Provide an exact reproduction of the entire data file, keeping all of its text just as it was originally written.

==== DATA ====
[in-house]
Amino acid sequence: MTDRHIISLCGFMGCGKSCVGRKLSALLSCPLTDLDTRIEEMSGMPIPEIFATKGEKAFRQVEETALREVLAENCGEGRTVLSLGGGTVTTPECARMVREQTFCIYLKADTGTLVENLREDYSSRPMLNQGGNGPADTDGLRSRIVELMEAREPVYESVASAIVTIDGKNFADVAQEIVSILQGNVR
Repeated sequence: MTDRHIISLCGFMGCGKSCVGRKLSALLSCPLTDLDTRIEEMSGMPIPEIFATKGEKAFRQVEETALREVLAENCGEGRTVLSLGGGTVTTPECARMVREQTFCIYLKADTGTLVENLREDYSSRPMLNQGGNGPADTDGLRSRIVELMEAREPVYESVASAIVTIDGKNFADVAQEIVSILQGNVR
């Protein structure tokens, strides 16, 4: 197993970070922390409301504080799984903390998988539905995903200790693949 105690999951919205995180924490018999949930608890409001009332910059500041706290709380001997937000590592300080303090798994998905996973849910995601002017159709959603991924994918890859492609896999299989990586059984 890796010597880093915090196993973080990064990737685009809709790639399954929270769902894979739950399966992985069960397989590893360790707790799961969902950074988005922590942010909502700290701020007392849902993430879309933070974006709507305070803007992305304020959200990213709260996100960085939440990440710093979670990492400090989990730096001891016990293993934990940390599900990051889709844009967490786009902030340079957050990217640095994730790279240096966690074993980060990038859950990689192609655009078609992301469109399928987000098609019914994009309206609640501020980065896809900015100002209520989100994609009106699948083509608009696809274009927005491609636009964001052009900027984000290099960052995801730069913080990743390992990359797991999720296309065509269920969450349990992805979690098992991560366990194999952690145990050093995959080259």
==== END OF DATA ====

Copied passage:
[in-house]
Amino acid sequence: MTDRHIISLCGFMGCGKSCVGRKLSALLSCPLTDLDTRIEEMSGMPIPEIFATKGEKAFRQVEETALREVLAENCGEGRTVLSLGGGTVTTPECARMVREQTFCIYLKADTGTLVENLREDYSSRPMLNQGGNGPADTDGLRSRIVELMEAREPVYESVASAIVTIDGKNFADVAQEIVSILQGNVR
Repeated sequence: MTDRHIISLCGFMGCGKSCVGRKLSALLSCPLTDLDTRIEEMSGMPIPEIFATKGEKAFRQVEETALREVLAENCGEGRTVLSLGGGTVTTPECARMVREQTFCIYLKADTGTLVENLREDYSSRPMLNQGGNGPADTDGLRSRIVELMEAREPVYESVASAIVTIDGKNFADVAQEIVSILQGNVR
């Protein structure tokens, strides 16, 4: 197993970070922390409301504080799984903390998988539905995903200790693949 105690999951919205995180924490018999949930608890409001009332910059500041706290709380001997937000590592300080303090798994998905996973849910995601002017159709959603991924994918890859492609896999299989990586059984 890796010597880093915090196993973080990064990737685009809709790639399954929270769902894979739950399966992985069960397989590893360790707790799961969902950074988005922590942010909502700290701020007392849902993430879309933070974006709507305070803007992305304020959200990213709260996100960085939440990440710093979670990492400090989990730096001891016990293993934990940390599900990051889709844009967490786009902030340079957050990217640095994730790279240096966690074993980060990038859950990689192609655009078609992301469109399928987000098609019914994009309206609640501020980065896809900015100002209520989100994609009106699948083509608009696809274009927005491609636009964001052009900027984000290099960052995801730069913080990743390992990359797991999720296309065509269920969450349990992805979690098992991560366990194999952690145990050093995959080259």